Then Jesus began to denounce the towns in which most of His miracles had been performed, because they did not repent. Matthew 11:20
My kids are great at apologizing. “I’m sorry,” rolls off their tongue effortlessly, along with hugging me and saying they love me. I think it’s great they can admit they’re wrong, and use the words to say so. But it just isn’t enough.
What good does it do them, or me, if the only action that accompanies their words is hugging me? Of course, it strengthens our bond and makes us both feel better. But it’s not a step in preventing the mistake from happening again.
In fact, after the 100th “I’m sorry,” and I-love-you hug for the same exact action, the words feel pretty cheap. Anyone can say them. If there’s no behavior correction behind them, I know I can expect the same mistake, and the 101st apology, to soon follow.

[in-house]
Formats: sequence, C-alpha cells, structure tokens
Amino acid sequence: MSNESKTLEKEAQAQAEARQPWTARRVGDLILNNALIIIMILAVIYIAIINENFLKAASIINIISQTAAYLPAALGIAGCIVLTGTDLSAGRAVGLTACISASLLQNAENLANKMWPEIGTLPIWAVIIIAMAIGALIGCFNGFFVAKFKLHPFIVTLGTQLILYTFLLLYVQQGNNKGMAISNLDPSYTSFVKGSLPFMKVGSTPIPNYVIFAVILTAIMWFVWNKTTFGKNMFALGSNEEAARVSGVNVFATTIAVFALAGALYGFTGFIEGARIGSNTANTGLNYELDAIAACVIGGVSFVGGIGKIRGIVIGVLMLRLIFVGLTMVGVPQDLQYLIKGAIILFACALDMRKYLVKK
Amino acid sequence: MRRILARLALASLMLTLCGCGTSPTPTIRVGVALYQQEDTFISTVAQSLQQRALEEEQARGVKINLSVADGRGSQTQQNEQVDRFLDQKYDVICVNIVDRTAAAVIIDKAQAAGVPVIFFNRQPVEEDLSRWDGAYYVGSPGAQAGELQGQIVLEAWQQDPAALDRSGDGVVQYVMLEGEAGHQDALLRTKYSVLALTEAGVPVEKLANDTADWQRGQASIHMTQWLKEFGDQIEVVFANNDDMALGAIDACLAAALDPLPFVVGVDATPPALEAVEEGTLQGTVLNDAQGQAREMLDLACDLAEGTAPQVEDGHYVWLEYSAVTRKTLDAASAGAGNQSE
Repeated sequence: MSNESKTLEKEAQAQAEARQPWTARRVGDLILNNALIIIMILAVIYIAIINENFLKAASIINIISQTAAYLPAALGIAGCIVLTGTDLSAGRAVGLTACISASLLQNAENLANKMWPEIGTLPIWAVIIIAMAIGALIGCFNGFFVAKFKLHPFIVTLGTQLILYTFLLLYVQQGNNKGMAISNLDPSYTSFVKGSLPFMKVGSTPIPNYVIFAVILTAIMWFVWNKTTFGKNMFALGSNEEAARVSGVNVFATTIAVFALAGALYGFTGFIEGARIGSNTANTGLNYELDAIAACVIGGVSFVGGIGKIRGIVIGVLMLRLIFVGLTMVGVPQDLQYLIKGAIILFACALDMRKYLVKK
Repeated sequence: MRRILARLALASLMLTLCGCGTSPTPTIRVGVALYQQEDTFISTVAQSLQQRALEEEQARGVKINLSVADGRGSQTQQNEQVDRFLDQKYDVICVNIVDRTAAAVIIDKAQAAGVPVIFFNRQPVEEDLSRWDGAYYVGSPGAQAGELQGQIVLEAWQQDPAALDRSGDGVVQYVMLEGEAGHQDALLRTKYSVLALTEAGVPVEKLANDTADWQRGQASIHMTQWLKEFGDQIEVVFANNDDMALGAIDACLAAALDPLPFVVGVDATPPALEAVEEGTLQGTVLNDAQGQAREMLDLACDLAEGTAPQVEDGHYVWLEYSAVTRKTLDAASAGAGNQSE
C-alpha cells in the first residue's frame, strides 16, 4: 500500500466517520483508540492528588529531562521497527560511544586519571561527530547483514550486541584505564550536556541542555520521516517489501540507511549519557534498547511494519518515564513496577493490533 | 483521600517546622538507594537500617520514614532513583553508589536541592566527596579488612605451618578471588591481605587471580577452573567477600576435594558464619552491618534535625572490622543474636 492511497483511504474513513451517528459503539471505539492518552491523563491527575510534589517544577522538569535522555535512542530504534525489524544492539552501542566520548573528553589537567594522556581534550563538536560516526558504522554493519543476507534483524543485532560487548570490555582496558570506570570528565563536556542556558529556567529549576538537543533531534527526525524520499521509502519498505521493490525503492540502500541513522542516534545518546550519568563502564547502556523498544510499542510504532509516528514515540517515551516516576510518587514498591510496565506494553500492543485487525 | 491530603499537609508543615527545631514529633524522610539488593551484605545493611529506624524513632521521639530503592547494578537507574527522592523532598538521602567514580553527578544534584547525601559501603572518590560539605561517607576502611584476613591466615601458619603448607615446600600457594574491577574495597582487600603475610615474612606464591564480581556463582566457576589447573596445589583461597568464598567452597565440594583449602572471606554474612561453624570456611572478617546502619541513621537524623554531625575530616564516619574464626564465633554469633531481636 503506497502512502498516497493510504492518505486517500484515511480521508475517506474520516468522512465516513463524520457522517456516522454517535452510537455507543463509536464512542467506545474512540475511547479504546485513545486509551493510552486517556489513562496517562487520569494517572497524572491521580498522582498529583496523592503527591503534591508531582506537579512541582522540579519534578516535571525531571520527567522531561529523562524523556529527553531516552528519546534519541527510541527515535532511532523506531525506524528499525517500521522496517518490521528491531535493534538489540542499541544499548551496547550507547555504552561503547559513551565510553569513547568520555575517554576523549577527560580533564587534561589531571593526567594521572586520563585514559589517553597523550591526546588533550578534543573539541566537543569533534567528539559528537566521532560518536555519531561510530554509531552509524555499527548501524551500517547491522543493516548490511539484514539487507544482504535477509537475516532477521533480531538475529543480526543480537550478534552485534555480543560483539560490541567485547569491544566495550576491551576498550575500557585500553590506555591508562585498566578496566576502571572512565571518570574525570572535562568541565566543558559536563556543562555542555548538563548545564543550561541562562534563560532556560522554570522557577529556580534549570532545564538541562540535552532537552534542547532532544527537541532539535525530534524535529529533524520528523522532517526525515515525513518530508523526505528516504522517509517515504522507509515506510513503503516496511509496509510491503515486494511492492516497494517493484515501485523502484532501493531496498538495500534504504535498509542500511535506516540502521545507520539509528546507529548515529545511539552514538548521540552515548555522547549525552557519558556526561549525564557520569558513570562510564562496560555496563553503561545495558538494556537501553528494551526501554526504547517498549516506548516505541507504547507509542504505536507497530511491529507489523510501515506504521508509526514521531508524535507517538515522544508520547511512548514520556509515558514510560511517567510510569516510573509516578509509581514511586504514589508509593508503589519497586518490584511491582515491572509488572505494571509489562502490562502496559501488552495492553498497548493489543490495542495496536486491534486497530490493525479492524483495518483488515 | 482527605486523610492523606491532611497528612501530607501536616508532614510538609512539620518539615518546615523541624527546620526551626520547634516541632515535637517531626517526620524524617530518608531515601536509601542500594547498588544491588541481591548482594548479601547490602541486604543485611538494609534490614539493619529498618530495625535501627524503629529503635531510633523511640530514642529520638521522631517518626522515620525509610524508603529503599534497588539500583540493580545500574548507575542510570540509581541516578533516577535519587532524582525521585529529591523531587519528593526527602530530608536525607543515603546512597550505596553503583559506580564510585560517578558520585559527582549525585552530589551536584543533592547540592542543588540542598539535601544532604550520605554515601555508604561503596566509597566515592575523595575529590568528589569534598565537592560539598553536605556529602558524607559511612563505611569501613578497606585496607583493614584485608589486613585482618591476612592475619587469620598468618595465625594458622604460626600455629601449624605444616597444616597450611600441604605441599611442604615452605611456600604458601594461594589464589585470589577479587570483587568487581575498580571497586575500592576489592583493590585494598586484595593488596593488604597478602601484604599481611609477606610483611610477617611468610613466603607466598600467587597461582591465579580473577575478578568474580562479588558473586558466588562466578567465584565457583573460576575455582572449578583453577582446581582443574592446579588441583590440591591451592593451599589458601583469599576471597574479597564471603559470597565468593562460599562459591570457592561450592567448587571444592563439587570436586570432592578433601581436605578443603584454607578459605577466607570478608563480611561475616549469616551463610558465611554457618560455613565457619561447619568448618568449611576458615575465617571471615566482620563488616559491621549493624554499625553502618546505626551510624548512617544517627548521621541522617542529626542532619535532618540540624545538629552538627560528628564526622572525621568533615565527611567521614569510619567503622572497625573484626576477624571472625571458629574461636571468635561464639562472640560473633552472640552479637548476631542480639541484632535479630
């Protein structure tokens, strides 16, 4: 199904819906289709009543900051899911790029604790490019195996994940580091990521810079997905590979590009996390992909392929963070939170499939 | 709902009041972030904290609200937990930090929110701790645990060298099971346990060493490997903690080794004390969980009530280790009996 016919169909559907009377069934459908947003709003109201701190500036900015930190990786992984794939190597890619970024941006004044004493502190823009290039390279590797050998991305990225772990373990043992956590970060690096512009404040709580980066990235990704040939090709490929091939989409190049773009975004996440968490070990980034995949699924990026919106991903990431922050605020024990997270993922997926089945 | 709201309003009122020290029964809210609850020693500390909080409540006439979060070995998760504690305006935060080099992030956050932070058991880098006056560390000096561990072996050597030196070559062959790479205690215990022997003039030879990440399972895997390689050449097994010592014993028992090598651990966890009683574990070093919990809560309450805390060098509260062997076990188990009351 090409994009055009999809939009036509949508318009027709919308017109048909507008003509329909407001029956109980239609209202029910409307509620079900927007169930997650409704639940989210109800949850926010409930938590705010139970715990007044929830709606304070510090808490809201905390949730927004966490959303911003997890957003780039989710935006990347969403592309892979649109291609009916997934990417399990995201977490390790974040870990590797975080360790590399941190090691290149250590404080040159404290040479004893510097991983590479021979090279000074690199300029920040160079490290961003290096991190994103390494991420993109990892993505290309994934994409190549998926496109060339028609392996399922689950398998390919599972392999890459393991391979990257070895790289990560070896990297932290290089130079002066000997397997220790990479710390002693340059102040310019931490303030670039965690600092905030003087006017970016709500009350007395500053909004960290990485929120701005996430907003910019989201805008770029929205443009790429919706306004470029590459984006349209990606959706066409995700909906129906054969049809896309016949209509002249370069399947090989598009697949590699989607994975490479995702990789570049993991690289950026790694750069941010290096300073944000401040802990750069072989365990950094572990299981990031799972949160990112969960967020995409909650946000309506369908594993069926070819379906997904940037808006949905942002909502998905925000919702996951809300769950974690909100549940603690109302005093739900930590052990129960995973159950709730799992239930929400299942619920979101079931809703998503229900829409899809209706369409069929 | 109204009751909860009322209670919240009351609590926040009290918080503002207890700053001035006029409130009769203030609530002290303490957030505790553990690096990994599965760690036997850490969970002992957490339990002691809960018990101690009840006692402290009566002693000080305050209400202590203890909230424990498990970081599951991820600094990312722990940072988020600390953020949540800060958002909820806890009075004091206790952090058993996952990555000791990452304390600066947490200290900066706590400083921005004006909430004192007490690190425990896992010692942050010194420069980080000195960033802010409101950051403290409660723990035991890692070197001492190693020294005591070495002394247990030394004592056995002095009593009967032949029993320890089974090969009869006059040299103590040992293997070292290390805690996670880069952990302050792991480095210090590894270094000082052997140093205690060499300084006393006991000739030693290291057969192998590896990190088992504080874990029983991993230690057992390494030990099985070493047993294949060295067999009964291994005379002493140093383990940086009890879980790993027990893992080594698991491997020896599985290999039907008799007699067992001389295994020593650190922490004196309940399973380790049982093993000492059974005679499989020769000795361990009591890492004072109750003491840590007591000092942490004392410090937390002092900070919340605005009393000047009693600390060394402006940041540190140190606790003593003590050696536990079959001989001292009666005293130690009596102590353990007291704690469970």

Jesus went from town to town performing miracles as He taught about His Father’s love. You would think the townspeople would be so amazed by the life-altering miracles, they’d want to step it up: admit the mistakes of their past, ask for forgiveness, and make the needed changes to become better people. Instead, based on Matthew 11, it sounds like they wanted the easy miracle without doing any of the hard work.
And there’s the connection: My kids, and a great number of us, want the easy route. A word of apology here, a hug there, and we’re back to our old ways again. Self-introspection and a sincere effort to change our bad behavior sounds like too much work.
The thing is: The path to Heaven is not paved with quick apologies and empty actions. God sees directly into our hearts and knows whether we’re trying or not. Like me with my kids, I don’t think He demands perfection. But He does want to see us do the best we can to do the right thing, no matter how hard the effort may be.
Questions for Reflection:
* When my kids make a mistake, do I see them try harder the next time?
* When I make a mistake, does God see me try harder the next time?